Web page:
A closer look at TCP Maximum Segment Sizes in the wild
A TCP connection always starts with the three-way handshake. The client sends a SYN packet contains several TCP options including the Maximum Segment Size (MSS) that announces the largest segment that the client agrees to receive. The server provides its own MSS in the SYN+ACK.
The MSS is usually derived from the Maximum Transmission Unit (MTU), i.e. the largest packet that the host can send on its Local Area Network. In a post on the tcpm mailing list, Matt Mathis provided very interesting data on the MSS sizes observed on the Measurement Lab servers.
With IPv4, the most frequent values are :
- 1448 bytes
- 1460 bytes
- 1440 bytes
With IPv6, the most frequent values are :
- 1428 bytes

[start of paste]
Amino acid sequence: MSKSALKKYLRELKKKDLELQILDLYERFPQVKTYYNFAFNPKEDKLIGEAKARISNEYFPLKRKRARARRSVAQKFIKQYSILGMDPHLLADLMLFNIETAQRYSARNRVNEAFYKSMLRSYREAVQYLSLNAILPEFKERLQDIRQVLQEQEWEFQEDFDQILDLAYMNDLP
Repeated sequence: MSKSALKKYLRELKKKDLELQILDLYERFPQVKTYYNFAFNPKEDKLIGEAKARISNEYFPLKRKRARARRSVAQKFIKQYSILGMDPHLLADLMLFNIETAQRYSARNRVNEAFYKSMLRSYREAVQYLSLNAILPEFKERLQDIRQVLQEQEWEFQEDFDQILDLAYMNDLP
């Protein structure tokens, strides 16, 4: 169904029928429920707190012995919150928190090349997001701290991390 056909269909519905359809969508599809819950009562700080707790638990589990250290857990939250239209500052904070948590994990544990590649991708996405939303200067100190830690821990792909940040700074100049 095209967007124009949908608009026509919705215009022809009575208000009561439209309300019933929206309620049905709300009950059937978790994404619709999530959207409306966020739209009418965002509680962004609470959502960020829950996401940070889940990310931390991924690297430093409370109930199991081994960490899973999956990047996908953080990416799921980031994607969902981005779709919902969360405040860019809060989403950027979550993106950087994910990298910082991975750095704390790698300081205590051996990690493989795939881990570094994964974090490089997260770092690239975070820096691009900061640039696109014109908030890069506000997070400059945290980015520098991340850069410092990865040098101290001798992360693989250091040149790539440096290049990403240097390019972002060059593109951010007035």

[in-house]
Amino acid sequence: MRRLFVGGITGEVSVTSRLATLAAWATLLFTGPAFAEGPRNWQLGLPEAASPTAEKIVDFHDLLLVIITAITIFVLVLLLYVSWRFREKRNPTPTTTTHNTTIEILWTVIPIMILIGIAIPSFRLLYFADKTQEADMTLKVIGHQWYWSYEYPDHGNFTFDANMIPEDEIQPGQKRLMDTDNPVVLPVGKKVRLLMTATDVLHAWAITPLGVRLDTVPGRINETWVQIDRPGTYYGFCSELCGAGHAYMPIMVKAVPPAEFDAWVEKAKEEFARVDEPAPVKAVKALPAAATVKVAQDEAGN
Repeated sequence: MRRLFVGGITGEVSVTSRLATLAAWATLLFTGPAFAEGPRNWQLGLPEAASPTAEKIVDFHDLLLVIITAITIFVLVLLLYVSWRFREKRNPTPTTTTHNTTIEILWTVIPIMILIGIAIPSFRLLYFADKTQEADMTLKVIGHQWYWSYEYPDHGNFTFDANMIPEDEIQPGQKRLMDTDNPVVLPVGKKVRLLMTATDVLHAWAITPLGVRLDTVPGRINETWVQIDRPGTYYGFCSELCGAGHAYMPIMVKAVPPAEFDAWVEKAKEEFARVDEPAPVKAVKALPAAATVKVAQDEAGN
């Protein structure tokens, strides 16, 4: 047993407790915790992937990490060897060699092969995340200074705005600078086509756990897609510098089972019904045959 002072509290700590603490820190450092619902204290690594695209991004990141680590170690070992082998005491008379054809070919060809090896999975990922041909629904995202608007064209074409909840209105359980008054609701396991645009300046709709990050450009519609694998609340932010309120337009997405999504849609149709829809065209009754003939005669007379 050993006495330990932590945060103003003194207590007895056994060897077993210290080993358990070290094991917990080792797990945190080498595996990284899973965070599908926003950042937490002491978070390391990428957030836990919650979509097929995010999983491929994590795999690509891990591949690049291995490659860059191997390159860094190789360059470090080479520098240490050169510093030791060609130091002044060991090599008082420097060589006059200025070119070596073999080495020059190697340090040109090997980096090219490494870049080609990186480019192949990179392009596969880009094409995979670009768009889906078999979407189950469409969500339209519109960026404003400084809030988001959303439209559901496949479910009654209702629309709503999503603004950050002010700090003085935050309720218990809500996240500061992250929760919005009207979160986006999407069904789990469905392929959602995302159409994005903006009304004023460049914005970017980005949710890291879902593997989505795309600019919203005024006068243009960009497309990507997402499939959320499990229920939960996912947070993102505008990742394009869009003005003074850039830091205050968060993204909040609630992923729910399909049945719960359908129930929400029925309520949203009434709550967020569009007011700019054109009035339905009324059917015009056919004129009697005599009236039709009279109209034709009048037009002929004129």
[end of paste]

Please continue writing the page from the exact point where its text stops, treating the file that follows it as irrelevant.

- 1440 bytes
- 1288 bytes
In both cases, the measurements indicate that there are many other values of the MSS option that the measurement lab servers receive. The full data is available as a csv file. If you have free time, you can try to infer in which scenario a given host would send a given value of the MSS. Note however that there are middleboxes (such as CPE routers, enterprise firewalls, …) that will happily change the MSS option in all SYN segments that they forward to prevent some types of fragmentation problems. You can use tracebox to detect this type of interference.